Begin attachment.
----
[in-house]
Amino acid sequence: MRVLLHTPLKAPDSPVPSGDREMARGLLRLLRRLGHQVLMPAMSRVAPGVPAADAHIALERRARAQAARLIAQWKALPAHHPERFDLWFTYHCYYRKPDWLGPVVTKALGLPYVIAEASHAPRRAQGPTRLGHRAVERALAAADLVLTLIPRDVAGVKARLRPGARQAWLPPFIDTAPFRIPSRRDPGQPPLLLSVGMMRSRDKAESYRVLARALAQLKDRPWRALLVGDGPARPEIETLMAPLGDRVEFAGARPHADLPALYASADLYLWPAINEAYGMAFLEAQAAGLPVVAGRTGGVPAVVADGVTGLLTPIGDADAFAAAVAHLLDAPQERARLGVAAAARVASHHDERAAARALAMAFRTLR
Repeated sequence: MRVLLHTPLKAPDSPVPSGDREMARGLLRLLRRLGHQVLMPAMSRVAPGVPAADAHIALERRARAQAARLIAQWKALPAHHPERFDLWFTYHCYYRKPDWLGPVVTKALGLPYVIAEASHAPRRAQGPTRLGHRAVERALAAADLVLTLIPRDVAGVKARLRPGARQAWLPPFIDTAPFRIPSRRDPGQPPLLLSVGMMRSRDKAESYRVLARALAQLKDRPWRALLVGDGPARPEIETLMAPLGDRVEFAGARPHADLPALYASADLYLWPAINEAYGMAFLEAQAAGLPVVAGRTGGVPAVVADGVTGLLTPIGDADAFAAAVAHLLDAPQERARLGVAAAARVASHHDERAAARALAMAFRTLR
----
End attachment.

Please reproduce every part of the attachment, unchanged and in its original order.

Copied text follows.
[in-house]
Amino acid sequence: MRVLLHTPLKAPDSPVPSGDREMARGLLRLLRRLGHQVLMPAMSRVAPGVPAADAHIALERRARAQAARLIAQWKALPAHHPERFDLWFTYHCYYRKPDWLGPVVTKALGLPYVIAEASHAPRRAQGPTRLGHRAVERALAAADLVLTLIPRDVAGVKARLRPGARQAWLPPFIDTAPFRIPSRRDPGQPPLLLSVGMMRSRDKAESYRVLARALAQLKDRPWRALLVGDGPARPEIETLMAPLGDRVEFAGARPHADLPALYASADLYLWPAINEAYGMAFLEAQAAGLPVVAGRTGGVPAVVADGVTGLLTPIGDADAFAAAVAHLLDAPQERARLGVAAAARVASHHDERAAARALAMAFRTLR
Repeated sequence: MRVLLHTPLKAPDSPVPSGDREMARGLLRLLRRLGHQVLMPAMSRVAPGVPAADAHIALERRARAQAARLIAQWKALPAHHPERFDLWFTYHCYYRKPDWLGPVVTKALGLPYVIAEASHAPRRAQGPTRLGHRAVERALAAADLVLTLIPRDVAGVKARLRPGARQAWLPPFIDTAPFRIPSRRDPGQPPLLLSVGMMRSRDKAESYRVLARALAQLKDRPWRALLVGDGPARPEIETLMAPLGDRVEFAGARPHADLPALYASADLYLWPAINEAYGMAFLEAQAAGLPVVAGRTGGVPAVVADGVTGLLTPIGDADAFAAAVAHLLDAPQERARLGVAAAARVASHHDERAAARALAMAFRTLR